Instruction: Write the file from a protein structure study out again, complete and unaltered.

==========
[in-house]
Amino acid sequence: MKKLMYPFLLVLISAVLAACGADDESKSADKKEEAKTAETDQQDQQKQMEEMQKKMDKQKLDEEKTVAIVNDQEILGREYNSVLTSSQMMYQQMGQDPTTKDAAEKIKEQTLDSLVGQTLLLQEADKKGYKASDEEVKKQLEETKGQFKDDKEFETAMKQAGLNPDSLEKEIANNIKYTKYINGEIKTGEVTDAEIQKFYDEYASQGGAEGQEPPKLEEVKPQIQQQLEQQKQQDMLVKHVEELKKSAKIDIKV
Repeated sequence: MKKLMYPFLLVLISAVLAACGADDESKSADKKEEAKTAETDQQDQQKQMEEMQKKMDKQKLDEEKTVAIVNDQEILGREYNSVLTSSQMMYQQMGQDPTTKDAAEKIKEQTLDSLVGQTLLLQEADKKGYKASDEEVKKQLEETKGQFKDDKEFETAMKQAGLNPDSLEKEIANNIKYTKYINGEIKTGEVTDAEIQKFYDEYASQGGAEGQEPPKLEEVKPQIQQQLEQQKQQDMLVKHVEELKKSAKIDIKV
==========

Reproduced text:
[in-house]
Amino acid sequence: MKKLMYPFLLVLISAVLAACGADDESKSADKKEEAKTAETDQQDQQKQMEEMQKKMDKQKLDEEKTVAIVNDQEILGREYNSVLTSSQMMYQQMGQDPTTKDAAEKIKEQTLDSLVGQTLLLQEADKKGYKASDEEVKKQLEETKGQFKDDKEFETAMKQAGLNPDSLEKEIANNIKYTKYINGEIKTGEVTDAEIQKFYDEYASQGGAEGQEPPKLEEVKPQIQQQLEQQKQQDMLVKHVEELKKSAKIDIKV
Repeated sequence: MKKLMYPFLLVLISAVLAACGADDESKSADKKEEAKTAETDQQDQQKQMEEMQKKMDKQKLDEEKTVAIVNDQEILGREYNSVLTSSQMMYQQMGQDPTTKDAAEKIKEQTLDSLVGQTLLLQEADKKGYKASDEEVKKQLEETKGQFKDDKEFETAMKQAGLNPDSLEKEIANNIKYTKYINGEIKTGEVTDAEIQKFYDEYASQGGAEGQEPPKLEEVKPQIQQQLEQQKQQDMLVKHVEELKKSAKIDIKV